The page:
Facebook goes after apps that access its users' data, suspends 200

Answering questions Facebook CEO Mark Zuckerberg will appear before members of the European Parliament to answer questions about the improper use of users data

Facebook goes after apps that access its users' data, suspends 200

The social media giant on Monday said that is auditing each and every app that has access to the data of its users and has already suspended 200 apps which failed to comply with its policies.

The US Justice Department and FBI have opened an investigation into Cambridge Analytica and the now-defunct political consulting firm's financial dealings, media reported.

It ends with the same certification statement that Nix and Wylie signed, but it also included 15 other pages of information relating to the settlement between Kogan and Facebook in November 2016.

The Cambridge Analytica data privacy controversy has caused quite a few problems for Facebook. Committee chair Collins stated that one of the areas in which Facebook lacked detail was in questions relating to the Cambridge Analytica scandal. Another app, called "myPersonality" has now been revealed to have disclosed "intimate" details of at least three million Facebook users.

MPs have again criticised Facebook for submitting "insufficient" evidence to a parliamentary inquiry about how it handles data. According to a recent article in 9to5mac.com, Apple is now removing those apps from the app store that are sharing data in violation of these restrictions. The University of Cambridge has responded saying that myPersonality was started before the person who created it was even at the university, so it wasn't ever flagged for an ethics review.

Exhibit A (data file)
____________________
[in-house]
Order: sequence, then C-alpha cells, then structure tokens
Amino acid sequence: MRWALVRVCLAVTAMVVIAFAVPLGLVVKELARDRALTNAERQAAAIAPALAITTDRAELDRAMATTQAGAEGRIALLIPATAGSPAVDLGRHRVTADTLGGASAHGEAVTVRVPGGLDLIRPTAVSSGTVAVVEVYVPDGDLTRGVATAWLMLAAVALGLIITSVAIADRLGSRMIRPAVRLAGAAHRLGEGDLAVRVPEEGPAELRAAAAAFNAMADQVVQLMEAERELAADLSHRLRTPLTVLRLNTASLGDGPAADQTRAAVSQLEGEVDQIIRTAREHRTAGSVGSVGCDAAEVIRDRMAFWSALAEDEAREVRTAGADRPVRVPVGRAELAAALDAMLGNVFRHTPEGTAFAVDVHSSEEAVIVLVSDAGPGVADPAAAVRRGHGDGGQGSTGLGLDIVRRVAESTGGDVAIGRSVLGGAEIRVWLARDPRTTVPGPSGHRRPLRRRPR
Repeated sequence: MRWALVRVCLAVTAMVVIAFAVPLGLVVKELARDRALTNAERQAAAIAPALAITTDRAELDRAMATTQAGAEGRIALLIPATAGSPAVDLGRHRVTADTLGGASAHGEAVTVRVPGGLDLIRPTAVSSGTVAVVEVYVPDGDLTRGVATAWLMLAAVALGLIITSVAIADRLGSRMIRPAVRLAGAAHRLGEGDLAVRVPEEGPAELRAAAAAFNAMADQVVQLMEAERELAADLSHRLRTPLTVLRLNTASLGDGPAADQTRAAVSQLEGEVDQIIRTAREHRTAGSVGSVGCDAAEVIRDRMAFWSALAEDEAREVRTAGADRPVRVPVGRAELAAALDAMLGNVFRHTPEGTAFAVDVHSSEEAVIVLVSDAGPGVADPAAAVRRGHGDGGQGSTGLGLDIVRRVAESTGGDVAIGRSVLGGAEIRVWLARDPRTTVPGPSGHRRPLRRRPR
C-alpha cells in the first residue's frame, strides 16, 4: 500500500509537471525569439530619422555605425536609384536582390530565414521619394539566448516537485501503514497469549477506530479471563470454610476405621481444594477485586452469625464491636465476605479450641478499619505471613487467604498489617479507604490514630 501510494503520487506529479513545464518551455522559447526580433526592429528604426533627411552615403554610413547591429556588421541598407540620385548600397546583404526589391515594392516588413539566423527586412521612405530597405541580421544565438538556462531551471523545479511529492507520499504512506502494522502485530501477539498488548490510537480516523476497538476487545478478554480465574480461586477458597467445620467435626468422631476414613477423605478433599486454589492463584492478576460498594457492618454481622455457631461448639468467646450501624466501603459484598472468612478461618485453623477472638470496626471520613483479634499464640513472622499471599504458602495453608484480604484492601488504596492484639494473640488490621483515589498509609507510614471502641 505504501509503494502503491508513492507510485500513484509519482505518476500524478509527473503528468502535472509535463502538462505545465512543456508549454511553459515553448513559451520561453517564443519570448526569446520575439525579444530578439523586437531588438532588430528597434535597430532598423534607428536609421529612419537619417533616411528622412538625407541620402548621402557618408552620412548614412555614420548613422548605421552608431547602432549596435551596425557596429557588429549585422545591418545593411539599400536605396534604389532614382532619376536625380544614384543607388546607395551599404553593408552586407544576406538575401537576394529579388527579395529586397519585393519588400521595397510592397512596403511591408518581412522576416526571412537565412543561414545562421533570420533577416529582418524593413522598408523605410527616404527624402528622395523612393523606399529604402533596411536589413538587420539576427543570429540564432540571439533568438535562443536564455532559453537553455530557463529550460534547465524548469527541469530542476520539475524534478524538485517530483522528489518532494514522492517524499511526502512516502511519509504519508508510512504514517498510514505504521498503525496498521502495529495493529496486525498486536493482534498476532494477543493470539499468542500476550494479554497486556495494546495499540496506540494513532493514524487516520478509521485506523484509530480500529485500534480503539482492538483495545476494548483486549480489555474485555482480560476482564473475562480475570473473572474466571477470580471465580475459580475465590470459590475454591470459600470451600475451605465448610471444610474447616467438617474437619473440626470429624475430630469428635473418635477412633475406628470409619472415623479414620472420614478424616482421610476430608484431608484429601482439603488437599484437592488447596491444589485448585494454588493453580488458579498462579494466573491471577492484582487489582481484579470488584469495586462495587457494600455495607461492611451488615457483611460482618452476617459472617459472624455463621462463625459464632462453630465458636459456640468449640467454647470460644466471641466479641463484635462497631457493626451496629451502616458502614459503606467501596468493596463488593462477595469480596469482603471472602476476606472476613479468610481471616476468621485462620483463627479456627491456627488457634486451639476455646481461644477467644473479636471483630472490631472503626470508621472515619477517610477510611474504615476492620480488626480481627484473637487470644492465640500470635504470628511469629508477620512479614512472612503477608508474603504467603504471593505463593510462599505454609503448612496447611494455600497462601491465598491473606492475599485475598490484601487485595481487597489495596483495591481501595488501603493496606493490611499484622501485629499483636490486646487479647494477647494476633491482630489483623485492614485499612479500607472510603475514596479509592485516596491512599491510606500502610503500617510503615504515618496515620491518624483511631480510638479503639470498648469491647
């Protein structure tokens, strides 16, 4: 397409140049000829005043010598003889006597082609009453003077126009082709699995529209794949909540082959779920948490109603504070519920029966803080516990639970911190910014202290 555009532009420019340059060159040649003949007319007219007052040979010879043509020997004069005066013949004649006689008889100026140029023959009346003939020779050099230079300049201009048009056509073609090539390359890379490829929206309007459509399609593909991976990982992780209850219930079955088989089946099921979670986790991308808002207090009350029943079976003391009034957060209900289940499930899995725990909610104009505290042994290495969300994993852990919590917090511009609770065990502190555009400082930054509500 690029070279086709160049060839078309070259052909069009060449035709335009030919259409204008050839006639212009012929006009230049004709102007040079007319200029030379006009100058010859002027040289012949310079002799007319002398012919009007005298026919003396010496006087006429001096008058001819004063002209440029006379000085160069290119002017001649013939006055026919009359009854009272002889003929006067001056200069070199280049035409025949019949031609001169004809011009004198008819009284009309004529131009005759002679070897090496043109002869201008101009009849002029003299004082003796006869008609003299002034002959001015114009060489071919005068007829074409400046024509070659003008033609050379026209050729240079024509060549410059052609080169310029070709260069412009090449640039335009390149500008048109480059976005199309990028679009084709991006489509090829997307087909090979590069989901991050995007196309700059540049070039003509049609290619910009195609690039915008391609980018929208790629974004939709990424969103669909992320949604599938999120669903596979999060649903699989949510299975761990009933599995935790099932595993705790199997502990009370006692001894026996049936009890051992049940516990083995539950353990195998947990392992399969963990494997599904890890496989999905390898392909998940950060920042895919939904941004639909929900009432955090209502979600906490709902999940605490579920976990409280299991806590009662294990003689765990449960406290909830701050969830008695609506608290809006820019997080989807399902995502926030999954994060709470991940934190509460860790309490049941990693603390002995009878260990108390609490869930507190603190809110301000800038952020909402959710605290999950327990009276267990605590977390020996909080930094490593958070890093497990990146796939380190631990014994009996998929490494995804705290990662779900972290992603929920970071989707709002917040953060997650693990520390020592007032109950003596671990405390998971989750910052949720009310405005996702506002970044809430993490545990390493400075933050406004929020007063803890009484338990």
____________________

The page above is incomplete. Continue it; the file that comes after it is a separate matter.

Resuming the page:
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The US company issued its apology on Weibo late Monday, saying it "respects the integrity of China's sovereignty and territory". It also added that it would implement more rigorous reviews to ensure the same thing would not happen again.

The University of Cambridge has chastised the application when New Scientist made a point of enlightening the academic body, with the Information Commissioner's Office stating that the data harvesting practices "did not go through our ethical approval process".

This illustration picture taken on April 19, 2018 in Paris shows the tablet and smartphone app for Facebook.

"Cambridge Analytica may remain an organic user on our platform, in accordance with the Twitter Rules", the added.

The British firm was accused of unauthorized use of data in the interests of political clients. Just like the roughly 200 apps that were banned as a result of Facebook's investigations, it too will be banned if anything unsavoury is found.

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